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Documenting workflow is hard
"Everything Starts Out Looking Like a Toy" (No.36)
This week’s toy: an open-source tool to create flowcharts. It should be as easy to create these as it is to create documents online: by typing. Edition No. 36 of this newsletter is here - it’s March 6, 2021.
The Big Idea
When you want someone else in your company to know what you’re doing, you likely create a brief document, jot down a few notes visually in some Powerpoint slides or Google Slides, or have a meeting to discuss the project you are working on, the goals of the project, and how we all will know that things are going as expected.
Building a slide “deck”, though, is a significant abstraction from the work that goes on in most software services today. Consider that when you are talking to someone about what happens in Salesforce, it helps a lot if they know how to use the system you’re talking about or if they use it in the course of their everyday work.
When the system you are using and the work the person needs to do are divergent, how do you create a bridge between the knowledge someone needs to do their own individualized task and the broader understanding that they would need to understand everything going on in that system?
In other words, how do you explain the “work” that a person needs to do in the context of all of the “work” that is going on in that system?
Mind the Gap
“Just ask them to login”, the vendor might say when you ask how a non-user of a software platform can learn about the data in a software service. The basic assumption - that all users are capable or interested in learning a new system just to find out what’s going on in the shadow Information Technology being used in their department - might be wrong.
There are some easy reasons your teammates or colleagues might hate the idea of learning new software:
the software or their computer is too slow
they don’t have the cognitive room to learn something new
they just don’t have the time or patience
Maybe the work people have to do can be abstracted again from the system where they are doing that work. There is a new layer of productivity software being built as an overlay for Saas applications like Salesforce. Dooly is an example of software focused solely on the job to be done for salespeople in Salesforce - entering data faster - and avoids the effort of actually making them learn this complex workflow.
Custom Software Might Be Better
If you could take the interface out of Salesforce (yes, it’s been almost 6 years since Lightning was launched, and people still ask for Classic), would the jobs that salespeople need to do every day be better? For some salespeople, that would be a great answer. They have a set way of doing things and would rather the software adapted to them rather than the other way around.
In a world where interface overlays like Dooly are successful, all of the people who hate learning Salesforce would be overjoyed. But there’s a catch. When you commit to building custom software on top of another vendor’s API, there’s always the risk that vendor will deprecate or change that API. Or that they may launch a new product offering simplified UIs without the added cost of using an additional product.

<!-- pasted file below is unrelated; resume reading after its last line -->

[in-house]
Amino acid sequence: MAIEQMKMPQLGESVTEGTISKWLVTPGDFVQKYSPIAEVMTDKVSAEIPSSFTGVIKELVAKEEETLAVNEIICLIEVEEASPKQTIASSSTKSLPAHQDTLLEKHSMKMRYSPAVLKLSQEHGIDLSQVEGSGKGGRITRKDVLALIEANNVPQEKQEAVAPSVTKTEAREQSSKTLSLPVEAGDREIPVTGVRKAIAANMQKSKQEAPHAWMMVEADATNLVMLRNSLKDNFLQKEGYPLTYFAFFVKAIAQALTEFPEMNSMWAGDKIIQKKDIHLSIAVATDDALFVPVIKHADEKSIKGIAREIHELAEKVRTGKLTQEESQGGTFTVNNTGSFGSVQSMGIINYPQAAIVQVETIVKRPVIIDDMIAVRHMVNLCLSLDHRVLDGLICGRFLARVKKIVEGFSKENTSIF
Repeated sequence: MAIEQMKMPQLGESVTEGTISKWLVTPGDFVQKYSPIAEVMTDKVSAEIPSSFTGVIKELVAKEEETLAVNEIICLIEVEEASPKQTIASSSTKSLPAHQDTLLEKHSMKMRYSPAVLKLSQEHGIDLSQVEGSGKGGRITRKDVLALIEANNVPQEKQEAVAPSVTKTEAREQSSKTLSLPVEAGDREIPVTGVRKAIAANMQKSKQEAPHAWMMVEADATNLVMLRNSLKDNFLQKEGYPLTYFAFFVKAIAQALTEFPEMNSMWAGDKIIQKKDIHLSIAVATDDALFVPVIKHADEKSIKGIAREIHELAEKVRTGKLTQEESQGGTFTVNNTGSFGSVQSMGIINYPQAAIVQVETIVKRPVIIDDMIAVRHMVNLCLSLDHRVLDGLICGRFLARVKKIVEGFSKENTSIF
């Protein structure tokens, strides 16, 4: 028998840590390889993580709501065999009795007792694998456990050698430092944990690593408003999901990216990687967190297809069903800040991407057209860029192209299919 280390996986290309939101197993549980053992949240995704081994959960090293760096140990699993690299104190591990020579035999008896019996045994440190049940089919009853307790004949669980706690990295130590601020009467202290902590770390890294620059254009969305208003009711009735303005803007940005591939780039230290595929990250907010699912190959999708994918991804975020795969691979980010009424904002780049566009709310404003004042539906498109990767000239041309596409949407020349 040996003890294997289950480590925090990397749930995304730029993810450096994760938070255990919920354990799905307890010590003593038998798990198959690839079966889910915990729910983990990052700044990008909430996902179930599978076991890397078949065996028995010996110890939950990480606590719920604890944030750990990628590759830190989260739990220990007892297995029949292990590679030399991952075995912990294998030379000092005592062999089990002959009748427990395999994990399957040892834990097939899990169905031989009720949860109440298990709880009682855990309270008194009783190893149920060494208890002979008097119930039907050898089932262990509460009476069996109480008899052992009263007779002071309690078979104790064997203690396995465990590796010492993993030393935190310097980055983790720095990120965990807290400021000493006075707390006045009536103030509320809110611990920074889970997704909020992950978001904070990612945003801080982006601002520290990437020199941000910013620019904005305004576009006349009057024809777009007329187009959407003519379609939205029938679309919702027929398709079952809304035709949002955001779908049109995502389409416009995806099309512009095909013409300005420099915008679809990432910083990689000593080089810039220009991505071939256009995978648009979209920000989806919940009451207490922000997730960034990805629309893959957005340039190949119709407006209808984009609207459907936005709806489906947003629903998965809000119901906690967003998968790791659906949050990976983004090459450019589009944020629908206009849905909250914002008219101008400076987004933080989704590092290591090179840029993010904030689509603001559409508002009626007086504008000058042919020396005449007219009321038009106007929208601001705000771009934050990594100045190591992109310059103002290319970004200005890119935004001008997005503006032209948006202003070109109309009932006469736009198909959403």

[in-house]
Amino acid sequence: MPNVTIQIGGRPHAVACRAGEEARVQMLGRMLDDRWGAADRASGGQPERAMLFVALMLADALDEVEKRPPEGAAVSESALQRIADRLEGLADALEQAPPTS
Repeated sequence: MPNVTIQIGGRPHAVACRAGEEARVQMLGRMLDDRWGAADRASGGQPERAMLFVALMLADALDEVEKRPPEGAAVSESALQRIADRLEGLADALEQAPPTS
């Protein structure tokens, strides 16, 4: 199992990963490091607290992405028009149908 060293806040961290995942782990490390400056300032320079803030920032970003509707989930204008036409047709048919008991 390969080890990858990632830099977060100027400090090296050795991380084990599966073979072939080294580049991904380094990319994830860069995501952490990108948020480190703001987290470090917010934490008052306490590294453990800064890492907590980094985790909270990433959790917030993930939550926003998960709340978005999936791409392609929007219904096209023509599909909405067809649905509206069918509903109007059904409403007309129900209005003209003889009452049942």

Custom software is a great idea when - especially in the case of highly-compensated salespeople - you can use a tool to maximize the time they spend on high-value activities like selling and minimize the low-value cost of data entry. To make it work, however, you also need to think of the Ops teams and developers that make complicated Revenue Operations workflows work to be antifragile. Adding a layer of abstraction might be great for users, but bad for the business. When a workflow changes because of underlying business logic, we need to make sure everyone else in the business understands what changed.
What’s the takeaway? Whenever you make things “easier” for users by allowing them to have an abstraction outside of your core process instead of making the core process better and more effective, there is a corresponding cost to maintaining two systems.
A Thread from This Week
Twitter is an amazing source of long-form writing, and it’s easy to miss the threads people are talking about.
This week’s thread: on NFTs - a digital certificate to prove authenticity and value. This thread discusses the definition and doesn’t discuss the related issue of the energy used to “mint” these tokens.
If you can create a digital token, what is scarcity exactly? The argument for NFTs is that owning the one true copy is valuable. And that another “true copy” cannot be minted.
Links for Reading and Sharing
These are links that caught my eye.
2/ Put the customer first - Companies with usage-based pricing grow 38% faster than those with fixed models. Intuitively, this makes sense. If you have a product that people love, and you let them pay more when they use more, you’ll grow fast. It also assumes that you’re making a product that people love (a great north star).
3/ Measuring “talent” - How would you consider comparing “Talent” to “Results expected from that talent”? @nukemberg points out that results accrue on a power law curve, and that the most talented people might not overlap with the best results. As always, your mileage may vary ;)
On the Reading/Watching List
Is America giving up on free markets? Or said otherwise, is the American dream of competition not as American as Apple Pie? Thomas Phillipon writes about this conundrum and on the power of large firms in America.
I’m currently watching the Jodie Whitaker Doctor Who series and finding it … awesome. It manages to pay homage to classic Who while seeming new and fresh. Worth a watch!
What to do next
Hit reply if you’ve got links to share, data stories, or want to say hello.
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The next big thing always starts out being dismissed as a “toy.” - Chris Dixon